Don’t Mix Water and Oil – Protecting Data in the Cloud

Netskope

There’s a saying that “data is the new oil,” and just the thought of this expression highlights the value that the right data can bring to an organization. On the other hand, there’s also saying “data flows like water.” It will find its way out of its designated environment and on to systems that it wasn’t intended to be on. Even worse, it could end up in the hands of various bad actors such as hackers, insiders, or other criminals. Hence, oil and water don’t mix. Regardless of the data’s location, it’s clear the value of data itself has skyrocketed causing us to re-evaluate how we go about protecting data (both in and out of the cloud).

When we talk about securing data, it is important to understand the meaning behind both of these expressions. Additionally, when outlining a data protection strategy within a security program, you want to account for both the control’s perspective as well as the ability to support the business in their ability to execute.

A Real World Example

A few weeks ago, I was working on a project where we had conflicting principles among engineering teams that were struggling to secure data properly, while simultaneously allowing the data science team to work with the data inside their development environment. From a security perspective the answer was clear cut, however implementing it without impacting the data science team muddled the implementation. 

In our modern cloud-heavy world, where environments can be brought to life in a few minutes, security teams need to shift from just focusing on implementing controls to also providing guardrails for others within their organization to innovate. This can be accomplished by aligning the requirements from privacy, security, and business teams.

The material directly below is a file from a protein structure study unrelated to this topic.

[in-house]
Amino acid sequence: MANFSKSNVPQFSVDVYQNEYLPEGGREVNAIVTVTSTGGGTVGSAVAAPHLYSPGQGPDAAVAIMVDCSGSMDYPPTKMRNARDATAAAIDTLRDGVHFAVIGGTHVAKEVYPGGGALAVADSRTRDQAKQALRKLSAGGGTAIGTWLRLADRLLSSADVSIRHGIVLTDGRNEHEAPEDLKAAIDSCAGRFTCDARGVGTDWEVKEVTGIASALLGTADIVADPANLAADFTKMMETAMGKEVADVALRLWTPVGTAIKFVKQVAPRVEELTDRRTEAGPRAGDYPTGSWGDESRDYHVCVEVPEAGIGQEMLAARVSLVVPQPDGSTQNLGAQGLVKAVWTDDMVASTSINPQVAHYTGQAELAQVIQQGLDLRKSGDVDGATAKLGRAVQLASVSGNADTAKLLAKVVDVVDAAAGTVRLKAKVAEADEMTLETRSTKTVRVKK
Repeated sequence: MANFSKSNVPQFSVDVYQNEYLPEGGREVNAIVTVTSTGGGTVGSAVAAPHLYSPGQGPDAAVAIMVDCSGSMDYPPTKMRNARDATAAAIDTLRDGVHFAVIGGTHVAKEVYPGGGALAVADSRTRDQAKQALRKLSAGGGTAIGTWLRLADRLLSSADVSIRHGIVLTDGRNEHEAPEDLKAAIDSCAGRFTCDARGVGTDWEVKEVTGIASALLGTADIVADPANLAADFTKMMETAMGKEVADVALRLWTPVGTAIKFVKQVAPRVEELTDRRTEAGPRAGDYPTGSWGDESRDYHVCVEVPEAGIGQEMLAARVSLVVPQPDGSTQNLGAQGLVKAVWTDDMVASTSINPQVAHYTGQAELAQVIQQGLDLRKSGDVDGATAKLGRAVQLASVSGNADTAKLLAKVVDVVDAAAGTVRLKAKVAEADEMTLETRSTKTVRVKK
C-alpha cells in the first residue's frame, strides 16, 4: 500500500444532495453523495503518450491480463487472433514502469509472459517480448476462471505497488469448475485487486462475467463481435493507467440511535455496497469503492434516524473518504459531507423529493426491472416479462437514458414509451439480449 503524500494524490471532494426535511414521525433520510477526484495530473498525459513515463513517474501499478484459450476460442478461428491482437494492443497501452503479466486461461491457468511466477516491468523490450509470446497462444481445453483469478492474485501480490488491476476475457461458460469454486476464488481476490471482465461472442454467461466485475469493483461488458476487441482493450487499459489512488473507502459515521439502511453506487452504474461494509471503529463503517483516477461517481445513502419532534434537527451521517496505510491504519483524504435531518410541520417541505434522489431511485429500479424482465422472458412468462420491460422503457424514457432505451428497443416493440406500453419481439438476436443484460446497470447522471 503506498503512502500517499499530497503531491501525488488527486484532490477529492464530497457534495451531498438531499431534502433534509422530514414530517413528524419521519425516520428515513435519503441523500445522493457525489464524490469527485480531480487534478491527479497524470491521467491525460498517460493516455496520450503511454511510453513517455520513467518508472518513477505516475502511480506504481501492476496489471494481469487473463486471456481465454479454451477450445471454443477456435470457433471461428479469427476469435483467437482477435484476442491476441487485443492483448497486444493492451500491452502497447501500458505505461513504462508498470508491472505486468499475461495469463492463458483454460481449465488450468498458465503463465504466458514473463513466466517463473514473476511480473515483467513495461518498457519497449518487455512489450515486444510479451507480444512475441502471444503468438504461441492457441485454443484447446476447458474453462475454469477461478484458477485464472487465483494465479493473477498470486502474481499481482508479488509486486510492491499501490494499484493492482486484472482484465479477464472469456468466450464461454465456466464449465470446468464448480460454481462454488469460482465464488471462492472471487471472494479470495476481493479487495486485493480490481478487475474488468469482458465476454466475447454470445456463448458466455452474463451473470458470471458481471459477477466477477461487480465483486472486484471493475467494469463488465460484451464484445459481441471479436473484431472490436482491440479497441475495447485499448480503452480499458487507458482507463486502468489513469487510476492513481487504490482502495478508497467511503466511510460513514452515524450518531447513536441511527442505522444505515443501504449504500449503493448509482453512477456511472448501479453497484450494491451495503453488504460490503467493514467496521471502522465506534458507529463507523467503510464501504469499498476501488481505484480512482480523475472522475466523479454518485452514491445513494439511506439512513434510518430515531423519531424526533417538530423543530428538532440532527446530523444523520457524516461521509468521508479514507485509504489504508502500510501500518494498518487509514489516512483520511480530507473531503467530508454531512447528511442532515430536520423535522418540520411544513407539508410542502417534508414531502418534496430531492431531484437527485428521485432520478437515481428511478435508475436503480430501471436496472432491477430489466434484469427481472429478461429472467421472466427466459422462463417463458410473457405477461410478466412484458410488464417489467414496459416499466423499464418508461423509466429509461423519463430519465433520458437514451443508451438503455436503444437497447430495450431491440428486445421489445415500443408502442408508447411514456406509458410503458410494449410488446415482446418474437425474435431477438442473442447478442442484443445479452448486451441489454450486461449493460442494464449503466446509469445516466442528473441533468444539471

Getting to a place of agreement among the teams often requires an analysis of the controls that are needed to address the business use cases and an understanding of how to manage your security program in order for your organization to extract the value that it hopes to find among the data. Let’s take a look at a few of these controls and see how they are implemented effectively within existing traditional infrastructure and cloud infrastructure. 

Flexible Controls for Business Agility

One of the most important objectives of any security program is to keep developers, builders and engineers out of production environments while development is underway. What critical steps do you need to take in order to accomplish this? You must find the balance between security and usability.

The intent of any control, in this case, is to prohibit development changes that can impact production, while providing just enough access to the data to enable a develop to complete their tasks. So how do we accomplish that? The answer lies in maintaining production controls in a lower environment that leverages “dummy” data for the purpose of testing and verification. 

On paper, many times we talk about production being a single environment, but in practice we often have a plethora of environments from development to production and everything in between. However, not all (production) environments are created equal. One might require a specific data set with more rigorous controls, while another doesn’t retain sensitive data so a different set of controls are applied. 

If we take the time to thoroughly understand and map out the controls, we’re able to create an environment that still meets data confidentiality and privacy considerations. The controls for data security and data science should allow engineers to be able to perform their modeling and work in a safe, but secure, environment. However, because this is a simulated production environment, capabilities like availability, regular back ups, and tiered storage aren’t required. This reduces the operational overhead without impacting the business or compromising on security.

Summary

In many organizations creating environments like this can be quite difficult, complex, and expensive. The requirements are too vague and in many cases, the binary understanding of production vs simulated production requires the engineering organizations to write a lot of exceptions to the control standards. In the end, this creates more busywork and red tape, which prevents the business from realizing the value of their data.